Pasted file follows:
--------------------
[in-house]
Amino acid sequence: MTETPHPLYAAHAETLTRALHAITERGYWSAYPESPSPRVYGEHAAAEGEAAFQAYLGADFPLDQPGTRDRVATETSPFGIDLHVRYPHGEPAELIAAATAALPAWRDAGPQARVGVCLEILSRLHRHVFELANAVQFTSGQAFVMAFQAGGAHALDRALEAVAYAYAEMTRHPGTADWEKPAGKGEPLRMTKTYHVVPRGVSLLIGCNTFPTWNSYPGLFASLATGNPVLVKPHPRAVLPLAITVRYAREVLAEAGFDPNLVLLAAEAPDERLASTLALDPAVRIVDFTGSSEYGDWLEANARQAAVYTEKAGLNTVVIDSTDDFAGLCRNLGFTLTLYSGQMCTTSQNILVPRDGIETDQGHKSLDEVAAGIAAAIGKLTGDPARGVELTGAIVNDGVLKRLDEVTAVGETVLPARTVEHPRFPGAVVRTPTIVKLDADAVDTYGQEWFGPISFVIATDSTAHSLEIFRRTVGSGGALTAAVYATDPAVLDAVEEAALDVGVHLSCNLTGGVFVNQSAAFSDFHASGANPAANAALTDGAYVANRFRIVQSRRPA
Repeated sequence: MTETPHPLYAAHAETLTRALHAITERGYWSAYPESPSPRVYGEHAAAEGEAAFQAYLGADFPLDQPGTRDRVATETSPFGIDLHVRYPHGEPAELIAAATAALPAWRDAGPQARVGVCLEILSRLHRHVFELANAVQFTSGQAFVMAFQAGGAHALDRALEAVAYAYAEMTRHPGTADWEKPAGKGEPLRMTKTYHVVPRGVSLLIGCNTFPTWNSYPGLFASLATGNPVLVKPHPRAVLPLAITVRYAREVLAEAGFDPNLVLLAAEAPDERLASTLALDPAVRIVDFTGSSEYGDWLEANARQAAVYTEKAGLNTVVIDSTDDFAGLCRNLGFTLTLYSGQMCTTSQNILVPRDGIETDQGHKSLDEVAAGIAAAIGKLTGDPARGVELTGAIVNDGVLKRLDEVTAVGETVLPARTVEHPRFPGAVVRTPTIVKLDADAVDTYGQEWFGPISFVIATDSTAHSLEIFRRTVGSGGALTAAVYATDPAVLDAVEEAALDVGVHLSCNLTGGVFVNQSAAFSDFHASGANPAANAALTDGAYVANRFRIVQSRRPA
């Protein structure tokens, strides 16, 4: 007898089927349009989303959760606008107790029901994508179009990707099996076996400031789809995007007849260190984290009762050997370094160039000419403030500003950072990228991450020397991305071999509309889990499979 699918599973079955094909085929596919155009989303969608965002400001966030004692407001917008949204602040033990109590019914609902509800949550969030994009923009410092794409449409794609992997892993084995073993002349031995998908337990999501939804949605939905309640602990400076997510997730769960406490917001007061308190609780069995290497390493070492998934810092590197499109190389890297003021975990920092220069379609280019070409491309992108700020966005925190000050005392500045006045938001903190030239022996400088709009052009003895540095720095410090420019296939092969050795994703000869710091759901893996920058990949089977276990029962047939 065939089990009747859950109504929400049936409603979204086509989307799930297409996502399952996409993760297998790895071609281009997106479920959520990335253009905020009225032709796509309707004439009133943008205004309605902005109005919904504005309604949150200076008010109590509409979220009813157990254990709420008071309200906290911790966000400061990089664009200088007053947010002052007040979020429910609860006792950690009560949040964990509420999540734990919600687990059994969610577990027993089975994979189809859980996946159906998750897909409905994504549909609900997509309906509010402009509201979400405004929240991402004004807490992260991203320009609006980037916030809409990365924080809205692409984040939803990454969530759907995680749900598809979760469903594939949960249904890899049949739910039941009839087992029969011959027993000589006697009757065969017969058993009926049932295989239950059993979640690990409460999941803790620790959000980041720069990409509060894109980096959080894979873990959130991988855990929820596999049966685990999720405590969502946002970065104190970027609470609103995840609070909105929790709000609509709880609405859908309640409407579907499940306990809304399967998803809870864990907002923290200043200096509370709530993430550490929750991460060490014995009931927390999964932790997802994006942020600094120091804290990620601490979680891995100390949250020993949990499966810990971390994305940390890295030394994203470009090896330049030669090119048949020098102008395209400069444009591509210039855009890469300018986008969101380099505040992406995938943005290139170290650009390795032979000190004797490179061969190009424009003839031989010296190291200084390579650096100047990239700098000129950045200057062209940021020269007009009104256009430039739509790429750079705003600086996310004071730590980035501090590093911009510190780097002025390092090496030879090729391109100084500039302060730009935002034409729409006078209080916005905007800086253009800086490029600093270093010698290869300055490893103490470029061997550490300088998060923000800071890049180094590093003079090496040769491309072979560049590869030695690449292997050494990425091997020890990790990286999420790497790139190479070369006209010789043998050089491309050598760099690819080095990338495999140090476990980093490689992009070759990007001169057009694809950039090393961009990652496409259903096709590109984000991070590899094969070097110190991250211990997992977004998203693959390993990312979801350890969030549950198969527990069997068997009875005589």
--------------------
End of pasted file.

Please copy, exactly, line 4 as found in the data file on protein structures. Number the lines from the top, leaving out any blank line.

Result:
């Protein structure tokens, strides 16, 4: 007898089927349009989303959760606008107790029901994508179009990707099996076996400031789809995007007849260190984290009762050997370094160039000419403030500003950072990228991450020397991305071999509309889990499979 699918599973079955094909085929596919155009989303969608965002400001966030004692407001917008949204602040033990109590019914609902509800949550969030994009923009410092794409449409794609992997892993084995073993002349031995998908337990999501939804949605939905309640602990400076997510997730769960406490917001007061308190609780069995290497390493070492998934810092590197499109190389890297003021975990920092220069379609280019070409491309992108700020966005925190000050005392500045006045938001903190030239022996400088709009052009003895540095720095410090420019296939092969050795994703000869710091759901893996920058990949089977276990029962047939 065939089990009747859950109504929400049936409603979204086509989307799930297409996502399952996409993760297998790895071609281009997106479920959520990335253009905020009225032709796509309707004439009133943008205004309605902005109005919904504005309604949150200076008010109590509409979220009813157990254990709420008071309200906290911790966000400061990089664009200088007053947010002052007040979020429910609860006792950690009560949040964990509420999540734990919600687990059994969610577990027993089975994979189809859980996946159906998750897909409905994504549909609900997509309906509010402009509201979400405004929240991402004004807490992260991203320009609006980037916030809409990365924080809205692409984040939803990454969530759907995680749900598809979760469903594939949960249904890899049949739910039941009839087992029969011959027993000589006697009757065969017969058993009926049932295989239950059993979640690990409460999941803790620790959000980041720069990409509060894109980096959080894979873990959130991988855990929820596999049966685990999720405590969502946002970065104190970027609470609103995840609070909105929790709000609509709880609405859908309640409407579907499940306990809304399967998803809870864990907002923290200043200096509370709530993430550490929750991460060490014995009931927390999964932790997802994006942020600094120091804290990620601490979680891995100390949250020993949990499966810990971390994305940390890295030394994203470009090896330049030669090119048949020098102008395209400069444009591509210039855009890469300018986008969101380099505040992406995938943005290139170290650009390795032979000190004797490179061969190009424009003839031989010296190291200084390579650096100047990239700098000129950045200057062209940021020269007009009104256009430039739509790429750079705003600086996310004071730590980035501090590093911009510190780097002025390092090496030879090729391109100084500039302060730009935002034409729409006078209080916005905007800086253009800086490029600093270093010698290869300055490893103490470029061997550490300088998060923000800071890049180094590093003079090496040769491309072979560049590869030695690449292997050494990425091997020890990790990286999420790497790139190479070369006209010789043998050089491309050598760099690819080095990338495999140090476990980093490689992009070759990007001169057009694809950039090393961009990652496409259903096709590109984000991070590899094969070097110190991250211990997992977004998203693959390993990312979801350890969030549950198969527990069997068997009875005589």